Length: 9.5 cm.
The male and female have like plumage.
Voice: A loud ‘tit-tit-tit’, and ‘twittering tseer’
Song: Loud and heard often, even in winter.
Size of Egg: 14.7—18.9 x 11.5—13.5 mm.
The wren, one of the smallest European birds (it weighs only 8 to 9 grams), makes its home in woods throughout most of Europe. It is also found in parts of Asia, northwest Africa and North America. This agile and restless bird remains in its breeding grounds throughout the year; only individuals from the north travel south for the winter.
Its favourite habitat is woods with thick undergrowth, though it also likes thickets alongside ponds, ditches and streams. It is sometimes found in parks and, in winter, frequently enters villages. It also enjoys digging around in piles of underbrush, where it can usually find something to eat. In spring the male stakes out his nesting territory which he stoutly defends and, at the end of April, he begins building several nests, which are made of plant stalks, small twigs and moss and provided with a tiny side entrance.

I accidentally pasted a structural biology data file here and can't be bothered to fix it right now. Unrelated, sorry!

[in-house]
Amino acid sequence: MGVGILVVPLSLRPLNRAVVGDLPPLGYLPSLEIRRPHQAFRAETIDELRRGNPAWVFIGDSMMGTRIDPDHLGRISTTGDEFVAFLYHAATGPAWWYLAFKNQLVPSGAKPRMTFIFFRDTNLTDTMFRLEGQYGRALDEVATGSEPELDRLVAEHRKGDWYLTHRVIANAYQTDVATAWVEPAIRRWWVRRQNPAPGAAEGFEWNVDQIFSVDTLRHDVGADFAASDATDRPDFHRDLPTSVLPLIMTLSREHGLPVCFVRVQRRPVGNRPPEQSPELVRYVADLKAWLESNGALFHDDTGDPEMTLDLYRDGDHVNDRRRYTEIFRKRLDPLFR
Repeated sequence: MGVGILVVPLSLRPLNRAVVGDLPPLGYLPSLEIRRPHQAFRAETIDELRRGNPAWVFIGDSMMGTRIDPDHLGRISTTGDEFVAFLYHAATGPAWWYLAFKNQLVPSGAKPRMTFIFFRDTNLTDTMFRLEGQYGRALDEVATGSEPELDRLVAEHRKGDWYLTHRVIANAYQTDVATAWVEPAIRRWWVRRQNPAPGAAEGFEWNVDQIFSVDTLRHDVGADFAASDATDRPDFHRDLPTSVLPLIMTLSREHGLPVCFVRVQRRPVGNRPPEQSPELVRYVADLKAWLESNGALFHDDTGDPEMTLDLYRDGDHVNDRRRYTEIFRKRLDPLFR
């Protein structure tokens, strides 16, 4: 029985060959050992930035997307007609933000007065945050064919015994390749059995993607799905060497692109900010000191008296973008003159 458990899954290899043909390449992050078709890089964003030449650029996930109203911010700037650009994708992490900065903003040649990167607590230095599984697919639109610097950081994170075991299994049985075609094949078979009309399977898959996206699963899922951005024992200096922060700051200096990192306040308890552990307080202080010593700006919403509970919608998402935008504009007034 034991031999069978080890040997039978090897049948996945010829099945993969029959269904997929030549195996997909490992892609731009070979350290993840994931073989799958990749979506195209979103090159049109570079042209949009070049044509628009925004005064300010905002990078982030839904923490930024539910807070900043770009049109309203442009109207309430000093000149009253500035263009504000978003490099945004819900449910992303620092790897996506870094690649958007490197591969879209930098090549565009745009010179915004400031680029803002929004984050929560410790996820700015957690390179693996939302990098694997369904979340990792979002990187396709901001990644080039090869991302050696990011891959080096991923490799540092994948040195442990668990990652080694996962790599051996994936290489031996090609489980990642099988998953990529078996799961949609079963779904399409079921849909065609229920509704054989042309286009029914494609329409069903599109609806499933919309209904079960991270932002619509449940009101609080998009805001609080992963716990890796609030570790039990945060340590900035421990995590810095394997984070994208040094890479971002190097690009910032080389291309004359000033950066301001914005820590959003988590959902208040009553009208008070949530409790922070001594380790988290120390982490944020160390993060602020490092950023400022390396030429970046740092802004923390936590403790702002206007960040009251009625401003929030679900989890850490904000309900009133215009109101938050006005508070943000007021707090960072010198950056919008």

The female then examines the results of his efforts, selecting the one she considers best, and it is then lined with animal hairs and feathers. The nests are located in the branches of spruce trees, stacks of wood, between roots, in piles of brushwood and similar sites, and the ones not chosen by the female are used by the male as sleeping quarters. The hen incubates the 5 to 7 eggs alone for 14 to 16 days and 15 to 17 days after that the young leave the nest.
In June the parent birds often have a second brood, the male taking the first brood to roost in one of the rejected nests while the female is occupied with incubation. The wren’s diet consists of insects, insect larvae, spiders and small seeds.